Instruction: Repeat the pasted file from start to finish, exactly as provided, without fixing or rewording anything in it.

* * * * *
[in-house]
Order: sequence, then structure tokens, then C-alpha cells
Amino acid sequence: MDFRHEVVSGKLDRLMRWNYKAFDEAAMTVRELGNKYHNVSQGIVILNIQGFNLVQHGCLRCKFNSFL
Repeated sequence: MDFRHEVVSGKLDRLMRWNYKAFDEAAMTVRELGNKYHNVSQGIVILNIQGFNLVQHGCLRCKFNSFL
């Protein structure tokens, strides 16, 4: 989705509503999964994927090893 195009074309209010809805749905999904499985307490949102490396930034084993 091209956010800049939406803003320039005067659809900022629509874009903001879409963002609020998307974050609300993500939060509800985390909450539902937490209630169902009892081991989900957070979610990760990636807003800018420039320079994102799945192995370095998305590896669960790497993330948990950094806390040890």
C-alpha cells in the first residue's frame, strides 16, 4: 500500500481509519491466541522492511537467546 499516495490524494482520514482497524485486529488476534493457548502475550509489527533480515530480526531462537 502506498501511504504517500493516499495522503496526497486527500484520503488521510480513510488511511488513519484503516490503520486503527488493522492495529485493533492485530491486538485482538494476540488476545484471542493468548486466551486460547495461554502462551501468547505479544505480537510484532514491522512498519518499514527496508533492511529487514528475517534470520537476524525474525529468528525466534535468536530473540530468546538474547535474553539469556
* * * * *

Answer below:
[in-house]
Order: sequence, then structure tokens, then C-alpha cells
Amino acid sequence: MDFRHEVVSGKLDRLMRWNYKAFDEAAMTVRELGNKYHNVSQGIVILNIQGFNLVQHGCLRCKFNSFL
Repeated sequence: MDFRHEVVSGKLDRLMRWNYKAFDEAAMTVRELGNKYHNVSQGIVILNIQGFNLVQHGCLRCKFNSFL
């Protein structure tokens, strides 16, 4: 989705509503999964994927090893 195009074309209010809805749905999904499985307490949102490396930034084993 091209956010800049939406803003320039005067659809900022629509874009903001879409963002609020998307974050609300993500939060509800985390909450539902937490209630169902009892081991989900957070979610990760990636807003800018420039320079994102799945192995370095998305590896669960790497993330948990950094806390040890």
C-alpha cells in the first residue's frame, strides 16, 4: 500500500481509519491466541522492511537467546 499516495490524494482520514482497524485486529488476534493457548502475550509489527533480515530480526531462537 502506498501511504504517500493516499495522503496526497486527500484520503488521510480513510488511511488513519484503516490503520486503527488493522492495529485493533492485530491486538485482538494476540488476545484471542493468548486466551486460547495461554502462551501468547505479544505480537510484532514491522512498519518499514527496508533492511529487514528475517534470520537476524525474525529468528525466534535468536530473540530468546538474547535474553539469556